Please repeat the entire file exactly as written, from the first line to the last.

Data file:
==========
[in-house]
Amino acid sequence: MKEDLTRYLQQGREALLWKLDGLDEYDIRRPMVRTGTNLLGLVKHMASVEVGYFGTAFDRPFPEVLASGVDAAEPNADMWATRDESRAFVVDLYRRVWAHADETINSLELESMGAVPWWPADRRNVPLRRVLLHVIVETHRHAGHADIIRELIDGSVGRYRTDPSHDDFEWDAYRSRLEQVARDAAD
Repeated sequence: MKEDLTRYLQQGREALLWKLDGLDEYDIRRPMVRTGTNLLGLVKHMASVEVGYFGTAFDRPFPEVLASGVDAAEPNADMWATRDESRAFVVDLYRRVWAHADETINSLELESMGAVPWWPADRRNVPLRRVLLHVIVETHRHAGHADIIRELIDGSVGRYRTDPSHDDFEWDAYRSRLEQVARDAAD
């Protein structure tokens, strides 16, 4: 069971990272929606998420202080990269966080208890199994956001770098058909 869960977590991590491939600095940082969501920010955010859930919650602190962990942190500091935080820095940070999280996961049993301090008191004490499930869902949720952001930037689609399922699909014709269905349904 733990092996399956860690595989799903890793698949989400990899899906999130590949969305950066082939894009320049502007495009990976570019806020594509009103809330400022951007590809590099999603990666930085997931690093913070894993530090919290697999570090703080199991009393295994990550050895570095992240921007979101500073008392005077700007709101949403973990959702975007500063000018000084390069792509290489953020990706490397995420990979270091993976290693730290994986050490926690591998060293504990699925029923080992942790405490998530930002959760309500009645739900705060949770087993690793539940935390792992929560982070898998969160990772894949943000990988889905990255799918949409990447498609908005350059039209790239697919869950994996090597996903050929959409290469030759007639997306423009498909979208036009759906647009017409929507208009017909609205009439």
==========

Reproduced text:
[in-house]
Amino acid sequence: MKEDLTRYLQQGREALLWKLDGLDEYDIRRPMVRTGTNLLGLVKHMASVEVGYFGTAFDRPFPEVLASGVDAAEPNADMWATRDESRAFVVDLYRRVWAHADETINSLELESMGAVPWWPADRRNVPLRRVLLHVIVETHRHAGHADIIRELIDGSVGRYRTDPSHDDFEWDAYRSRLEQVARDAAD
Repeated sequence: MKEDLTRYLQQGREALLWKLDGLDEYDIRRPMVRTGTNLLGLVKHMASVEVGYFGTAFDRPFPEVLASGVDAAEPNADMWATRDESRAFVVDLYRRVWAHADETINSLELESMGAVPWWPADRRNVPLRRVLLHVIVETHRHAGHADIIRELIDGSVGRYRTDPSHDDFEWDAYRSRLEQVARDAAD
């Protein structure tokens, strides 16, 4: 069971990272929606998420202080990269966080208890199994956001770098058909 869960977590991590491939600095940082969501920010955010859930919650602190962990942190500091935080820095940070999280996961049993301090008191004490499930869902949720952001930037689609399922699909014709269905349904 733990092996399956860690595989799903890793698949989400990899899906999130590949969305950066082939894009320049502007495009990976570019806020594509009103809330400022951007590809590099999603990666930085997931690093913070894993530090919290697999570090703080199991009393295994990550050895570095992240921007979101500073008392005077700007709101949403973990959702975007500063000018000084390069792509290489953020990706490397995420990979270091993976290693730290994986050490926690591998060293504990699925029923080992942790405490998530930002959760309500009645739900705060949770087993690793539940935390792992929560982070898998969160990772894949943000990988889905990255799918949409990447498609908005350059039209790239697919869950994996090597996903050929959409290469030759007639997306423009498909979208036009759906647009017409929507208009017909609205009439």